I received a letter from a reader named Dick Demers, who relates a shocking story:
It seems Dick and his wife had driven a long distance to visit his wife's sister. Wishing to refresh himself, Dick went into the guest bathroom, took a shower, then dried himself off.
That's the story. Pretty shocking, huh?
Dick's wife thought so. She was horrified.
"You used the GOOD TOWELS!" she said.
And he had. It's a mistake many guys make. A guy will be in a guest bathroom, dripping wet, and he sees a towel, and for some insane reason he thinks it was put there for guests to dry themselves with.
In fact, as Dick's wife angrily pointed out to him, the towels they were supposed to use were NOT in the bathroom; they were (Of course!) in the bedroom. The towel Dick used was intended solely as decoration.
Here's a similar bonehead error that guys often commit in guest bathrooms: They see soap on a soap dish, and they use it to WASH THEIR HANDS. This of course ruins the guest soap, which is defined as "soap that guests are not supposed to use." Its purpose is to match the guest towels.
In his letter to me, Dick criticized this kind of thinking by comparing it to a hypothetical situation involving guys. Suppose, he wrote, that a guy is working on his car, and he asks you to hand him a 9/16 wrench. You go over to some wrenches hanging on the wall, and you start to take one, and the guy yells, "NOT THOSE! THOSE ARE FOR DECORATION!"
Dick, when you put it that way, the concept of purely decorative towels DOES seem silly. But there's actually a very logical explanation for it: Women are insane.
No, I am of course just kidding. There really is a good reason. I just don't know what it is. What I do know is that the practice of providing guests with conveniences they cannot use is not limited to the bathroom. The guest bedroom is usually equipped with decorative candles that you must not burn, because that would ruin them. Also you must never throw any waste into the decorative wastebasket, which has never contained any waste and may have been waxed just prior to your arrival. If, during your visit, you generate waste, you should hide it in your suitcase and take it home.
But the trickiest thing is the guest bed. Oh, it may have attractive pillows on it, and a comfy-looking quilt, but you are NOT supposed to use these. You're supposed to take the pillows which are called "shams" off the bed and replace them with the REAL pillows, which are hidden somewhere, generally in the closet, which is where you're supposed to put the quilt, which is on the bed solely to match the shams and should NOT come into contact with your disgusting oily guest body.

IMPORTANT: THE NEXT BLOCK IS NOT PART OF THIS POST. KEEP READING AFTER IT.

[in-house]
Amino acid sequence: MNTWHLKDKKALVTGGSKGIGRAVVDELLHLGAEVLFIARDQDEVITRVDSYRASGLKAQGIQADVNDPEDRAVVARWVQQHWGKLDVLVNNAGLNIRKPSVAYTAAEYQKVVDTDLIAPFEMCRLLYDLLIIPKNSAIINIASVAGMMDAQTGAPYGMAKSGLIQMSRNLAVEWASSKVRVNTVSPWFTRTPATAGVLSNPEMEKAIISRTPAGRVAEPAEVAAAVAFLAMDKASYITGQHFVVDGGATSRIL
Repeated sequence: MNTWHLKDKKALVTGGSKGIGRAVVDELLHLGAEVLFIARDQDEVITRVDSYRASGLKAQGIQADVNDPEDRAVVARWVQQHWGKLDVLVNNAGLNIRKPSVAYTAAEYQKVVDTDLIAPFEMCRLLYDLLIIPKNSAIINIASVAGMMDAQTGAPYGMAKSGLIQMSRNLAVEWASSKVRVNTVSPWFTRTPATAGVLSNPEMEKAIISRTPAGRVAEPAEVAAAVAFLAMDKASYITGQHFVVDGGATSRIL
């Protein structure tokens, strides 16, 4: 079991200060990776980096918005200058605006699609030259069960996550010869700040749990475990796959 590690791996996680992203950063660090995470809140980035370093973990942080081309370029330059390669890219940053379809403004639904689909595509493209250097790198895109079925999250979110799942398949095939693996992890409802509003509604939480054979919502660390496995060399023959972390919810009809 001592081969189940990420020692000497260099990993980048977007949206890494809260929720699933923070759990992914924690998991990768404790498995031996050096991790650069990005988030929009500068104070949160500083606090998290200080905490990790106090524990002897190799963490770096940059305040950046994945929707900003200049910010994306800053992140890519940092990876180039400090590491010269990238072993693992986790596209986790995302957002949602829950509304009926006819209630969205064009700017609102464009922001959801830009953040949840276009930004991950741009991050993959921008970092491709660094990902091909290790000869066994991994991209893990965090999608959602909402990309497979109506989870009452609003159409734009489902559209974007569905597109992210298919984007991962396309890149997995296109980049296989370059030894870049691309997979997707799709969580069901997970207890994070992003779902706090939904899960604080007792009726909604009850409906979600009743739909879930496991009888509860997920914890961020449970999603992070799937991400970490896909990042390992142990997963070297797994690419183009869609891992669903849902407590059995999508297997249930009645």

If your hostess subscribes to Martha Stewart Living, the guest bed may be so massively fortified with decorative objects that it can be deconstructed for sleeping use only by a licensed interior designer. I'm talking about a bed that is surrounded by a dust ruffle and buried under a complex, towering arrangement of approximately 46 shams and other decorative pillows, which are on top of the quilt, which may be encased in a "duvet cover" and further accessorized by (these are real decorator names) a "soutache." In extreme cases, the entire bed will be surrounded by a giant net, as if to protect it from vampire bats (which will be dyed to match the duvet cover).
If you, as a guest, encounter such a bed, do NOT approach it. Back slowly out of the room, and sleep on the lawn.
Of course, you won't encounter these problems if you're a guest in a household run by a guy, because he won't have fancy guest bedding. In fact, he won't have a guest bed. You'll sleep on the sofa under a Batman beach towel with stains dating back to the Reagan administration. In the morning, you can use this towel to dry yourself after your shower. Feel free to use the guest soap, which you can assemble yourself from ancient shards of Dial on the shower floor.
But to get back to Dick Demers' letter: Dick, you make a logical point about the towels. But this is not about logic; this is about etiquette, and too often we males forget the basic underlying principle of all etiquette, which is: We are scum. So I urge you to apologize to your wife's sister, and henceforth show proper respect for her good towels by not treating them as if they were towels.
And do NOT blow your nose on the shams.
Dave Barry is a humor columnist for the Miami Herald.